Purdue University Department of Forestry and Natural Resources

Lindsey Purcell, Urban Forestry Specialist
Purdue University, Department of Forestry and Natural Resources

Purdue Forestry & Natural Resources extension specialists gathered for a Facebook LIVE event held May 5th to answer questions on a wide range of topics from woodland management to wildlife habitat, ponds to invasive species and more.

Topics ranged from what to do about moles, voles and Canada geese causing damage in your yard, to how to pick the right tree for your landscape and how to measure the worth of your trees. The presentation also included segments on what to do about algae in your pond to how to know if you need to restock it as well as what to do about invasive plant species and how to protect your trees from deer damage.

Get advice from extension specialists Jarred Brooke, Lenny Farlee, Brian MacGowan, Lindsey Purcell, Rod Williams and Mitch Zischke in the video below.

If you have any further questions feel free to send your questions by submitting our Ask An Expert form.

Resources mentioned:
Purdue Extension – The Education Store
Purdue Report Invasive Species Website
Midwest Invasive Species Network Database
Find a Forester in Indiana
Improve My Property for Wildlife, Purdue Extension
Online Mole Program, Event May 14th, Purdue FNR Extension
Have you seen a hairless squirrel, Got Nature? Blog, Purdue FNR Extension
Stocking Fish, The Education Store, Purdue Extension Resource Center
Tree Selection for the “Un-natural” Environment, The Education Store
Selecting a Nuisance Control Operator, The Education Store
Forest Products Price Report (pdf), Indiana Department of Natural Resources (IDNR)
Indiana DNR Nuisance Goose Control Options (pdf), Indiana Department of Natural Resources (IDNR)
Turtles of Indiana, The Education Store
Salamanders of Indiana, The Education Store
Frogs and Toads of Indiana, The Education Store
Snakes and Lizards of Indiana, The Education Store
Aquatic Plant Management, The Education Store
Native Grasses, The Education Store
Preventing Deer Browsing on Trees/Shrubs, Video, Purdue Extension Youtube Channel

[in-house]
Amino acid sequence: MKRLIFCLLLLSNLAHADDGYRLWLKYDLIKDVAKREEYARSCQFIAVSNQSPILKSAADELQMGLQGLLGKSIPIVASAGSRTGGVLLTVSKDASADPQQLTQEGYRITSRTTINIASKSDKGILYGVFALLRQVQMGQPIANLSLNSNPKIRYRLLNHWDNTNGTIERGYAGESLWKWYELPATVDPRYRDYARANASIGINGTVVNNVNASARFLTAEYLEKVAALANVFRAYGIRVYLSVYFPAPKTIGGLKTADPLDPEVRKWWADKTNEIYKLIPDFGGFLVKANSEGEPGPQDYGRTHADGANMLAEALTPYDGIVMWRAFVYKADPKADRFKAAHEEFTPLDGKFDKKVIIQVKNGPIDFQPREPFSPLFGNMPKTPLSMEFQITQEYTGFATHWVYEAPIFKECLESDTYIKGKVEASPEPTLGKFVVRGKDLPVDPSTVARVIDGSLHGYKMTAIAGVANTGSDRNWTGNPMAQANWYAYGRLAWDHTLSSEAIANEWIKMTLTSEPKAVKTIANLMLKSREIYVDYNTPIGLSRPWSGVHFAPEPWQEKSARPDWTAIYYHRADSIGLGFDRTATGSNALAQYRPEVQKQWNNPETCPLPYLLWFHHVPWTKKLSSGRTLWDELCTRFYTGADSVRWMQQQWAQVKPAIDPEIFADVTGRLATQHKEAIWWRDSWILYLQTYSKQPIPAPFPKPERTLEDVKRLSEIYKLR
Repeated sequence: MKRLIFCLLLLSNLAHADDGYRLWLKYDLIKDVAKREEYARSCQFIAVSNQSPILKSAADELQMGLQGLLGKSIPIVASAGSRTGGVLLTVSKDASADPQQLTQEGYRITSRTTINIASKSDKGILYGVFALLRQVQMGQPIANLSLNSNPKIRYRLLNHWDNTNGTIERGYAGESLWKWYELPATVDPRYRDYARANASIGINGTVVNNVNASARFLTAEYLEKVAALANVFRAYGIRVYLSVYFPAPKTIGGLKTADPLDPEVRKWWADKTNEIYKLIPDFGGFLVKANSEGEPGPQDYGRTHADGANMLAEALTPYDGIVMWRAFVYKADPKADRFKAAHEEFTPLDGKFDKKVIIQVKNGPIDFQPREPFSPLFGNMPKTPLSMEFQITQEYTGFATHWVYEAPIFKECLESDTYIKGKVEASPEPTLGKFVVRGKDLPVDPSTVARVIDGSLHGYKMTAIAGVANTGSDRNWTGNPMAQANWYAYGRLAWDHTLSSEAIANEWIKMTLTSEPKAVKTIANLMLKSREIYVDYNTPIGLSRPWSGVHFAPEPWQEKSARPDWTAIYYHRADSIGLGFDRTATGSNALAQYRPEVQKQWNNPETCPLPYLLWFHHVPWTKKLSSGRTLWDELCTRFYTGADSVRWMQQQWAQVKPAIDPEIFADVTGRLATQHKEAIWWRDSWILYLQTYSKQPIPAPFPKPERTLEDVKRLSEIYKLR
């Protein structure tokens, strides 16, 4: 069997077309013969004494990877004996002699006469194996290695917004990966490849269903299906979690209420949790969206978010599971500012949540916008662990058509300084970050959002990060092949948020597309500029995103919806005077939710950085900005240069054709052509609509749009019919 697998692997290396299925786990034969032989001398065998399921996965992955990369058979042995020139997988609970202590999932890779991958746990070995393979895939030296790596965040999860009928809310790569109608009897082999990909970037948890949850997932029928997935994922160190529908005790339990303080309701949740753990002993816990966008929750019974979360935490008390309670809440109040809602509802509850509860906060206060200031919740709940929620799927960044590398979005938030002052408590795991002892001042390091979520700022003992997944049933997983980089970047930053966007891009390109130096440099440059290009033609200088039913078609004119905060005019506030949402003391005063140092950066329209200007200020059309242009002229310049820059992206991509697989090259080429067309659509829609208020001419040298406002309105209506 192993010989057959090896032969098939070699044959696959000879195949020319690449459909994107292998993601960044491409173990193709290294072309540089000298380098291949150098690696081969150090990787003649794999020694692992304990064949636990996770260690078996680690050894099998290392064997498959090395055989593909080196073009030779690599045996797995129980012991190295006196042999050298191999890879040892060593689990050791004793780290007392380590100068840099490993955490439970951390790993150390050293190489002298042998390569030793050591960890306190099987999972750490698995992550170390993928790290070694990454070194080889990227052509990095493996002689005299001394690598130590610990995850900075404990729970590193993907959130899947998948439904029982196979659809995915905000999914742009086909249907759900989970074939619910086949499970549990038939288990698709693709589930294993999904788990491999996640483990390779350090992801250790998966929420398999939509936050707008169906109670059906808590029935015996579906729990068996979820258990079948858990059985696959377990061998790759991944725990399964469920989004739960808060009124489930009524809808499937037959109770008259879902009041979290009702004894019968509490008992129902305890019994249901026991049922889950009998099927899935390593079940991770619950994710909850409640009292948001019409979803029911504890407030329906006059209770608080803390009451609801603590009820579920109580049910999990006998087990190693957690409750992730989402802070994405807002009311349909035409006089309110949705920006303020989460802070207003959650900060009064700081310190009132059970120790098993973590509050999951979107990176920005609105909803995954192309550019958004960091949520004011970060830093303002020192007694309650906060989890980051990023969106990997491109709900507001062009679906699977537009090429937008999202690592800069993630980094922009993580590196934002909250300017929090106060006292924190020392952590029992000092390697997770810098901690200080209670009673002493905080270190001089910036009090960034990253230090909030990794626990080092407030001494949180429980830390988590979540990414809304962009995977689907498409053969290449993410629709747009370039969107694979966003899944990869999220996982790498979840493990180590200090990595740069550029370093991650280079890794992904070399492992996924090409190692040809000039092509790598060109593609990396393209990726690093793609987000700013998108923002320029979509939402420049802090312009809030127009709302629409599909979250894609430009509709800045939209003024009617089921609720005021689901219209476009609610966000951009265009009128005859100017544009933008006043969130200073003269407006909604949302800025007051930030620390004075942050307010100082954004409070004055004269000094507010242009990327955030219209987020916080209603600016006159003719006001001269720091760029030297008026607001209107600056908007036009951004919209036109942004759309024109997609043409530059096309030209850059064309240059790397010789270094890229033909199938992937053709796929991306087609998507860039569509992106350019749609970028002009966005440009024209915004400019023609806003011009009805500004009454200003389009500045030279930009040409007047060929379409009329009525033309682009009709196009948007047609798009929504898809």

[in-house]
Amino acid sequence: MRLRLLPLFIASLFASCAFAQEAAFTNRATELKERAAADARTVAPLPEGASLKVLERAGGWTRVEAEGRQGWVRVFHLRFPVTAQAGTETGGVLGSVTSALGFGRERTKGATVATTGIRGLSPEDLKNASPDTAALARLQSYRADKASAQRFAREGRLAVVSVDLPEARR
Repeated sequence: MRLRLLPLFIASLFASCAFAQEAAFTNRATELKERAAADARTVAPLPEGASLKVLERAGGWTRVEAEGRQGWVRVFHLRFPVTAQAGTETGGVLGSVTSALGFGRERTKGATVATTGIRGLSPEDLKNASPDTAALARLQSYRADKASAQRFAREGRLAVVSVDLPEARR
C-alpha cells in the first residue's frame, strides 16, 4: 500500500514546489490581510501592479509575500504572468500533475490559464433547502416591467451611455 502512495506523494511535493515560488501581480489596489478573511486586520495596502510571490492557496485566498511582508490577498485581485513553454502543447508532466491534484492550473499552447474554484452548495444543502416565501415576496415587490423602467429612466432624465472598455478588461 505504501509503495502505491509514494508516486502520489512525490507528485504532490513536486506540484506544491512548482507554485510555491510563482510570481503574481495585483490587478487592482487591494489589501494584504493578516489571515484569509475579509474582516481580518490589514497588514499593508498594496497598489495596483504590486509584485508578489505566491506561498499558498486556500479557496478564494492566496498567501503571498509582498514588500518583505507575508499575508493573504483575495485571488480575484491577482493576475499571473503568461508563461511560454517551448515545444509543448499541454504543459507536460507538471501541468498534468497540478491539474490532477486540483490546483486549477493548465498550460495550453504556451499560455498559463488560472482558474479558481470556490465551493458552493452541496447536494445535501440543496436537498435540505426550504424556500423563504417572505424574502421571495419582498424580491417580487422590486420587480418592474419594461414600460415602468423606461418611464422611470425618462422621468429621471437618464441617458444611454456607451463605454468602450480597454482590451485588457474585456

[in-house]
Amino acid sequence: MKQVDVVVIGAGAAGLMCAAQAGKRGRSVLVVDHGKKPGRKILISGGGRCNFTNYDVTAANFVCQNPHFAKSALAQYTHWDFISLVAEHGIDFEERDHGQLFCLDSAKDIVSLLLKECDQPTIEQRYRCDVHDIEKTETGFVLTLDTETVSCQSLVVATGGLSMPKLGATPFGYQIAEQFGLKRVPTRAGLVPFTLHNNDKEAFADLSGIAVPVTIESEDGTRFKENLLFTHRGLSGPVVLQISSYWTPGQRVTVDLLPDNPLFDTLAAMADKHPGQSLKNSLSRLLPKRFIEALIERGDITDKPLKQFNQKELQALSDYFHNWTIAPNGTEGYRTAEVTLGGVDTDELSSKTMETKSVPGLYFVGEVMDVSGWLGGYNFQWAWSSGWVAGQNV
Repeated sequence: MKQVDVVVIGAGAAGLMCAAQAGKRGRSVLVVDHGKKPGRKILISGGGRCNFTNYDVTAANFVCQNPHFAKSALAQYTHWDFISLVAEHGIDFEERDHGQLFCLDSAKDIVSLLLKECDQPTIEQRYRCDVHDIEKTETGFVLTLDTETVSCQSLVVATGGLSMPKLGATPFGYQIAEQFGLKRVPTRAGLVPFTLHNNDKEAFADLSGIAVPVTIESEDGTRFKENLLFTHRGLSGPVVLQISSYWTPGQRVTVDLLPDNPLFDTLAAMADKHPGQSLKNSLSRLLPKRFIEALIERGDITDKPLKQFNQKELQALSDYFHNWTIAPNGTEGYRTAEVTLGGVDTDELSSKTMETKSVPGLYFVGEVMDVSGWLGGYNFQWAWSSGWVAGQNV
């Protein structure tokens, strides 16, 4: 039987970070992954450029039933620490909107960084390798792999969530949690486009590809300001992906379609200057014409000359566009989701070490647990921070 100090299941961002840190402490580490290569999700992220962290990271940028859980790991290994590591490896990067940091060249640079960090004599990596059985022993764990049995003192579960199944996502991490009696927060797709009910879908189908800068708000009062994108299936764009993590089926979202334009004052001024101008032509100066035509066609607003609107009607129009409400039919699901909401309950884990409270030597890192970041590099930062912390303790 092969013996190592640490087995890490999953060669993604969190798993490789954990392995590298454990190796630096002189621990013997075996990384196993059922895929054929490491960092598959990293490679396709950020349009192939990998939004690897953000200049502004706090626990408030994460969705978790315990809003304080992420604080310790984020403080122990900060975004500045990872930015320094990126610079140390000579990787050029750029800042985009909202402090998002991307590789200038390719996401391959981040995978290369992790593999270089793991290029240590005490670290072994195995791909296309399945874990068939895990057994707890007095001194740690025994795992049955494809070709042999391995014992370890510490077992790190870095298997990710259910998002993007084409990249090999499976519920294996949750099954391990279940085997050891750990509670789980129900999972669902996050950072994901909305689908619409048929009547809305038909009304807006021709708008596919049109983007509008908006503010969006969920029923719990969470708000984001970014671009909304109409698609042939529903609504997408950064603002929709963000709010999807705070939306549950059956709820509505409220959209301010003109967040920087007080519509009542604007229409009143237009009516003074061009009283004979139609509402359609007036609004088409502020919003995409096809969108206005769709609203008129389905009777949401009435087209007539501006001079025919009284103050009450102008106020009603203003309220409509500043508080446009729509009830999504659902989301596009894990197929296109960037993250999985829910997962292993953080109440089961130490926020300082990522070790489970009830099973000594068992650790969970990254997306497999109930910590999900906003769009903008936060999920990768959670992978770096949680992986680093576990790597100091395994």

Brian MacGowan, Wildlife Extension Specialist
Purdue University, Department of Forestry and Natural Resources

Posted on September 4th, 2015 in Drought, Forestry | No Comments »

Trees in Times of Drought Video Water is the most limiting ecological resource for a tree, and without adequate moisture, decline and death are imminent. Drought can have a major impact on tree health and survival. It reduces carbohydrate production, significantly lowering energy reserves and production of defense chemicals in the tree.

Trees in a weakened state from drought are more susceptible to pests, which can further weaken the tree, and even kill part or all of it. Although there is nothing we can do to prevent drought, it is important to know what can be done to reduce long-term effects of prolonged dry conditions.

Urban Forestry Specialist Lindsey Purcell describes how homeowners can deal with drought-stressed trees in the short-term and long-term in his publication “Drought? Don’t Forget the Trees!” Purcell also provides insight on the state of Indiana’s drought-stressed trees and how to protect them in the video “Trees in Times of Drought​.”

Drought? Don’t Forget the Trees! The Education Store, Purdue Extension Resource Center
Trees in Times of Drought Video, Purdue Agriculture
Drought Information, Purdue Extension
The Drought . . . continues? Got Nature?
Drought Information​, Indiana Department of Natural Resources

Lindsey Purcell, Urban Forestry Specialist
Department of Forestry and Natural Resources, Purdue University

Posted on August 20th, 2015 in Drought, Forestry, Urban Forestry | No Comments »

Indiana has experienced extreme weather over the last couple of years. Extreme heat, draught, cold, winds, you name it, we’ve dealt with it. Most recently, through June and July, Indiana has experienced record-breaking rainfall and flooding. These weather conditions can make it difficult for our surroundings, but it can also cause a lot of stress on our trees.

Maple Tree

Photo credit: Keith Robinson

Urban trees are more susceptible to weather-related injury because of their oftentimes compromised root systems. In forested areas, trees spread their roots out two to three times the length of the tree. This is important because roots are the tree’s way to receieve oxygen from the soil. This provides for a healthy defense system, giving the tree advantages like the ability to draw in moisture during dry spells and secrete fungi- and insect-repelling chemicals. In urban areas, roads and construction oftentimes sever roots or restrict where they can go, leaving the trees in a vulnerable state.

Our vulnerable urban trees are especially likely to be harmed by weather-induced stress. Symptoms like browning of leaves, dying branches and early coloration in the fall are all signs that a tree’s health is declining.

Keep an eye on your trees, and if you are concerned, use the Purdue Tree Doctor app​ or submit a sample to the Purdue Plant and Pest Diagnostic Lab as you seek best practices to care and protect your trees.

Purdue Experts: Tree Deaths Across Indiana May be Related to Weather Stress, Purdue Agriculture News
Drought? Don’t forget the trees! The Education Store, Purdue Resource Center
Plan Today For Tomorrow’s Flood, The Education Store
Community & Urban Forestry, Indiana Department of Natural Resources
The Root of the Problem, Northern Woodlands